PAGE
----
Lutino cockatiels can range from all yellow to all white; one thing they have in common is both sexes have a bright orange cheekpatch. Some Lutinos have bright red eyes, but most have maroon colored eyes upon maturity.
It is very difficult to visually sex a Lutino cockatiel. Often on mature female Lutinos there will be a barring on the underside of the tail feathers which can be viewed in front of a bright light.
Lutino is the other very common color. It is the solid white/yellow cockatiel. The lutinos can vary a lot from a buttercup yellow, to a clear snowy white. The male and female, as well as the immature tiel all have the same coloration and markings. Though the barred tail of the immature tiel and the mature hen can sometimes be seen, the fact that the occasional male can retain the barred tails doesn’t make it an easy way to tell them apart! All lutinos have the solid yellow/white body all over, including the wings and tail and belly/chest.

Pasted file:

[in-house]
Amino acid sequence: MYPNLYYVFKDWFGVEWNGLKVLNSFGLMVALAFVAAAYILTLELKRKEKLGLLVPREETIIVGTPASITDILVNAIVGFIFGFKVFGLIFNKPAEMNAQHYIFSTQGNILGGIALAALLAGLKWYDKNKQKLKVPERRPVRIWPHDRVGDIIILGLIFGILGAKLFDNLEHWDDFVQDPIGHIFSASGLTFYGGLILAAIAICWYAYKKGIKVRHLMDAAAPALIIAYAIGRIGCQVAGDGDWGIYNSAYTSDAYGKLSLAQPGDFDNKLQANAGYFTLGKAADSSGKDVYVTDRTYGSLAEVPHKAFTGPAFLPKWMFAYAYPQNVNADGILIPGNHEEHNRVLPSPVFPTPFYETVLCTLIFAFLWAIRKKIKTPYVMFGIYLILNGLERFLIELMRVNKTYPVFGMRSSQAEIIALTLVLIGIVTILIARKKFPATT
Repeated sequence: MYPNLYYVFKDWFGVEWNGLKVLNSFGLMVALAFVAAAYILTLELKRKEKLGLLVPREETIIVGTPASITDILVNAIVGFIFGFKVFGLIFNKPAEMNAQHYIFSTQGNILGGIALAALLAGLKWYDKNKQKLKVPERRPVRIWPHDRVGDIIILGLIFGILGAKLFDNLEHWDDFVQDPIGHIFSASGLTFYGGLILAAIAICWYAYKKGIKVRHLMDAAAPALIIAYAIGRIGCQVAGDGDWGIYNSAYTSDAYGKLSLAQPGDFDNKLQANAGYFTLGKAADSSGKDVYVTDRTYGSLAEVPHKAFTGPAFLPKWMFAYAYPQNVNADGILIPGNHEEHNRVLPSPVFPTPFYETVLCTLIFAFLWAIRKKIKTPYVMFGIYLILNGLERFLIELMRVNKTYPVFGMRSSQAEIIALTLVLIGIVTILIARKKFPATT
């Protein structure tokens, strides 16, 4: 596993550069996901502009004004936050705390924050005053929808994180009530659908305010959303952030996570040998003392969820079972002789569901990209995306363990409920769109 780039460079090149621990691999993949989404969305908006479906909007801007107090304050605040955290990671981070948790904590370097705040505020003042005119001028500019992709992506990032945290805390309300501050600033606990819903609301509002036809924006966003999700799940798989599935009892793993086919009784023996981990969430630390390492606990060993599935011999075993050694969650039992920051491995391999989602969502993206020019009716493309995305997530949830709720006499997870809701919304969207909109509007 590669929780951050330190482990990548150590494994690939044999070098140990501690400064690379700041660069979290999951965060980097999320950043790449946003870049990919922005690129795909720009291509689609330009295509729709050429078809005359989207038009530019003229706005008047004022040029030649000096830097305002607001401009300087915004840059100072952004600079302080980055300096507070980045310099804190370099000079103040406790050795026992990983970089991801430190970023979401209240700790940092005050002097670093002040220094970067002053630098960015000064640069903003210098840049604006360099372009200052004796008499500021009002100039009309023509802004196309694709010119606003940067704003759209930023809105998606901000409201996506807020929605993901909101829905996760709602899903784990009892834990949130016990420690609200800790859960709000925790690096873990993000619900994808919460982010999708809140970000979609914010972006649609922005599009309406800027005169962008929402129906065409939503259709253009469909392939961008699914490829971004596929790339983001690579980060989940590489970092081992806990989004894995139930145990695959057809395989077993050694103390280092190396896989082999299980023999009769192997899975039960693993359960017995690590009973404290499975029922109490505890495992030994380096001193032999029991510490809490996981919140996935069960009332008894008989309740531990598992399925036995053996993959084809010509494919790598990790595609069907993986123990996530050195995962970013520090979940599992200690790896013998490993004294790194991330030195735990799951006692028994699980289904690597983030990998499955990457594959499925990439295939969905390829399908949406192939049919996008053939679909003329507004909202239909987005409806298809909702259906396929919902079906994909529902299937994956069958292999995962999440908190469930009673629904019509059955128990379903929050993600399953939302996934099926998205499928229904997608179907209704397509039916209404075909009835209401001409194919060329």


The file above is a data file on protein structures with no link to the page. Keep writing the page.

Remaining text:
The head of the lutino is always a bright yellow with bright orange cheek spots. Many people assume that because of that they must have a male, but it is unlike the other colors, and both males and females can have the same brightness, therefore making the sexes look the same. All lutino cockatiels have red eyes (though it can vary from a deep red that looks dark to a bright, obvious red).
The National Cockatiel Society discourages mixing cinnamon with the Lutino mutation as it produces a mottled wash which detracts from the base color of lutinos. When chosing stock, pearl and pied are great options in which to proliferate in your lutino stock. Lutinos have suffered from some baldness behind the crest. Although several theories exist as to why this baldness occurs, breeders can avoid breeding baldness by chosing stock that is free from blatant baldspots. This will lower, but not eliminate, baldness in lutinos.